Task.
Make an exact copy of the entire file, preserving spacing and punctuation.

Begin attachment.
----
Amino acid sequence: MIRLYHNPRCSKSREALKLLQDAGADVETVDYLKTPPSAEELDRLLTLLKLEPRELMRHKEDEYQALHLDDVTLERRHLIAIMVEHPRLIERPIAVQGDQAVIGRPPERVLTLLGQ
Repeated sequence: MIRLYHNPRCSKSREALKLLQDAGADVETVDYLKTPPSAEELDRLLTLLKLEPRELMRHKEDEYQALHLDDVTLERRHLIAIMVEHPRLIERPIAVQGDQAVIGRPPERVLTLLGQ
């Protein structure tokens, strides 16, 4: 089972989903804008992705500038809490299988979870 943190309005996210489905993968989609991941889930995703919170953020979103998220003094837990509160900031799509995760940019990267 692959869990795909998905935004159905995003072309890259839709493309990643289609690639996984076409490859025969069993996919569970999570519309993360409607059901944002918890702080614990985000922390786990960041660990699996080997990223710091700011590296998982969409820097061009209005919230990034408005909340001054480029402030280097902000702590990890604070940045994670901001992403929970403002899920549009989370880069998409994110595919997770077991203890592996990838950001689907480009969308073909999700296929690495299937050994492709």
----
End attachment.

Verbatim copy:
Amino acid sequence: MIRLYHNPRCSKSREALKLLQDAGADVETVDYLKTPPSAEELDRLLTLLKLEPRELMRHKEDEYQALHLDDVTLERRHLIAIMVEHPRLIERPIAVQGDQAVIGRPPERVLTLLGQ
Repeated sequence: MIRLYHNPRCSKSREALKLLQDAGADVETVDYLKTPPSAEELDRLLTLLKLEPRELMRHKEDEYQALHLDDVTLERRHLIAIMVEHPRLIERPIAVQGDQAVIGRPPERVLTLLGQ
């Protein structure tokens, strides 16, 4: 089972989903804008992705500038809490299988979870 943190309005996210489905993968989609991941889930995703919170953020979103998220003094837990509160900031799509995760940019990267 692959869990795909998905935004159905995003072309890259839709493309990643289609690639996984076409490859025969069993996919569970999570519309993360409607059901944002918890702080614990985000922390786990960041660990699996080997990223710091700011590296998982969409820097061009209005919230990034408005909340001054480029402030280097902000702590990890604070940045994670901001992403929970403002899920549009989370880069998409994110595919997770077991203890592996990838950001689907480009969308073909999700296929690495299937050994492709």